Writing a game for the Commodore Amiga

A rhythm game for the Commodore Amiga. Tiles, colored by pitch, synchronize with instruments in the music. Missing a tile silences the instrument.

ModSurfer (video) was my entry to the 2018 English Amiga Board game development competition. This six month contest rode a wave of renewed interest in the Commodore Amiga, a series of computers which originated in the 1980s and succeeded the very popular 8-bit Commodore 64.

The game targets the Amiga 500, an entry level model launched in 1987. Sporting a 7MHz Motorola 68000, custom chips for audio, graphics, and blitting, and 1MB of RAM, the Amiga is an interesting platform to program. In this post I describe the game’s architecture and some of the challenges I faced during development.

Source code is available for the curious.

Development environment

The amiga-gcc cross-compiler, a fork of gcc with a m68k-amigaos backend, is used for C compiling and linking. C proved to be a productive choice for most of the game logic. Performance critical code was written in assembly using the VASM cross-assembler (included with amiga-gcc). VASM has a more ergonomic macro language than GAS, though I also used the latter for some inline assembly. The build system is implemented with a Makefile.

My development environment on Linux. Emacs code editor (left) and FS-UAE emulator (right) running on the keyboard-driven i3 window manager.

Testing and debugging was done on an Amiga emulator. FS-UAE and WinUAE both share the same core and provide cycle-accurate emulation of the 68000. Most of the custom chipset is faithfully emulated. Both emulators provide the same debugger (or “monitor” in retro terminology) with memory/register inspection, disassembly, breakpoints, and watchpoints.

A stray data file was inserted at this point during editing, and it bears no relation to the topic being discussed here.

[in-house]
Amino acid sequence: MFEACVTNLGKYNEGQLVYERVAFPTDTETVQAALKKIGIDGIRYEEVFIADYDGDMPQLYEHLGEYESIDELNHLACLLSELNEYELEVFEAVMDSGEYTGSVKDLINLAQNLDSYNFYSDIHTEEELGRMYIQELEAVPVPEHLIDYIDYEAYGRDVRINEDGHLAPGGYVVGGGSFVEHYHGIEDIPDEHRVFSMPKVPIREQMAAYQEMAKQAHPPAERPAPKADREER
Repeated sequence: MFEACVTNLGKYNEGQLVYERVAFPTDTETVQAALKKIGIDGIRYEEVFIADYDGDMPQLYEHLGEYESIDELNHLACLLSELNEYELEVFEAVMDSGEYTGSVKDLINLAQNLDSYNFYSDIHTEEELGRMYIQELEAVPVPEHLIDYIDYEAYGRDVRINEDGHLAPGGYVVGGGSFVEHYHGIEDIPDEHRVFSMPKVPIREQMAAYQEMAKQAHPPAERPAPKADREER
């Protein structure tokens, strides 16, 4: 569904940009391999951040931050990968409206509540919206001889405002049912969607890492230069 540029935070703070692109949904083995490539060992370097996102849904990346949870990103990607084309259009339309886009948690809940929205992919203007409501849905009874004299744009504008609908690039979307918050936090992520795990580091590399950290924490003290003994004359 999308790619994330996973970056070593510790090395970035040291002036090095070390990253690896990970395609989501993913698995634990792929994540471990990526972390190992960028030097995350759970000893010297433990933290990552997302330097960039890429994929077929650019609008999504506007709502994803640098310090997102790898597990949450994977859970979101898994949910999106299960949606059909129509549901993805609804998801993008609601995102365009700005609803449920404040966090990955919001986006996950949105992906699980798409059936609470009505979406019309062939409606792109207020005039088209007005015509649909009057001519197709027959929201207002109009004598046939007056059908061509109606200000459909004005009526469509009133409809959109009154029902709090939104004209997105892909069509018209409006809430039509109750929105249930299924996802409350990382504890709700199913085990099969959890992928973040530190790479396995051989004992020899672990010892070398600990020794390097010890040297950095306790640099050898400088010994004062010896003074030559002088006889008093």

Debugging symbols (and profiling with gprof) are supported by newer releases of WinUAE but I did not have time to experiment with this feature. Instead, I used printf debugging and exercised the classic programmer’s mantra “when in doubt, comment it out” to track down bugs. In a pure assembly project it would have been easier to make use of breakpoints and exception traps.

I also tested the game on a 25 year old Amiga A1200. This revealed a few bugs with registers which had not been programmed correctly. I’m unsure whether these differences stemmed from my emulated Amiga OS configuration, or if the emulator deviated from hardware behavior.

Real hardware also emphasized a display flicker issue when starting and ending the game, which was barely perceptible in emulation. To fix this I had to rewrite a signficant piece of the display code. I recommend testing regularly on hardware.

Game plan

ModSurfer was inspired by the PC game AudioSurf, which constructs a 3D track from an MP3 file with visual elements synchronized to sounds. The player moves left/right across three lanes, trying to hit the visual elements to score points. AudioSurf performs audio analysis on the MP3 file to construct its track.

The MP3 format is too large and processor intensive to play on a base Amiga 500 (although it is playable on accelerated Amigas). Instead, most Amiga music is composed in the MOD format. MOD is the oldest file format in the “tracker” family. Tracked music separates the audio data into short, reusable instrument samples. Timing data and effects are used to construct a song.